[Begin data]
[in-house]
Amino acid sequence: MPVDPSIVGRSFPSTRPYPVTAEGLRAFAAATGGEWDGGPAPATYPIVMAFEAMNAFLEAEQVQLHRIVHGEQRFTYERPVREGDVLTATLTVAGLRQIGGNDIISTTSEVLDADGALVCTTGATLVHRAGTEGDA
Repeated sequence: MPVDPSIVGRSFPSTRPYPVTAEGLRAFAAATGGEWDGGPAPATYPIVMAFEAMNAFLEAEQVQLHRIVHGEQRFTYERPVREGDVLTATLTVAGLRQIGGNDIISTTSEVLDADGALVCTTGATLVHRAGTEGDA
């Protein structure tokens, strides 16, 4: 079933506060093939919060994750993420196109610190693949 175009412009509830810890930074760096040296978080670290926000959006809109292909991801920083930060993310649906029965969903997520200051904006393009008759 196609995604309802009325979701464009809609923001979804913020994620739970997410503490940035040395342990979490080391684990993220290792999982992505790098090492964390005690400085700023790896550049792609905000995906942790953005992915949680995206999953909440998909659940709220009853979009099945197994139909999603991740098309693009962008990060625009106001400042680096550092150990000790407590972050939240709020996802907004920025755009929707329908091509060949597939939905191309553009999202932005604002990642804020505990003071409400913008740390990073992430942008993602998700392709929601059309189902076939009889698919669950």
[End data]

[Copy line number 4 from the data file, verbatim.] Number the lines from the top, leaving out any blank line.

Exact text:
């Protein structure tokens, strides 16, 4: 079933506060093939919060994750993420196109610190693949 175009412009509830810890930074760096040296978080670290926000959006809109292909991801920083930060993310649906029965969903997520200051904006393009008759 196609995604309802009325979701464009809609923001979804913020994620739970997410503490940035040395342990979490080391684990993220290792999982992505790098090492964390005690400085700023790896550049792609905000995906942790953005992915949680995206999953909440998909659940709220009853979009099945197994139909999603991740098309693009962008990060625009106001400042680096550092150990000790407590972050939240709020996802907004920025755009929707329908091509060949597939939905191309553009999202932005604002990642804020505990003071409400913008740390990073992430942008993602998700392709929601059309189902076939009889698919669950």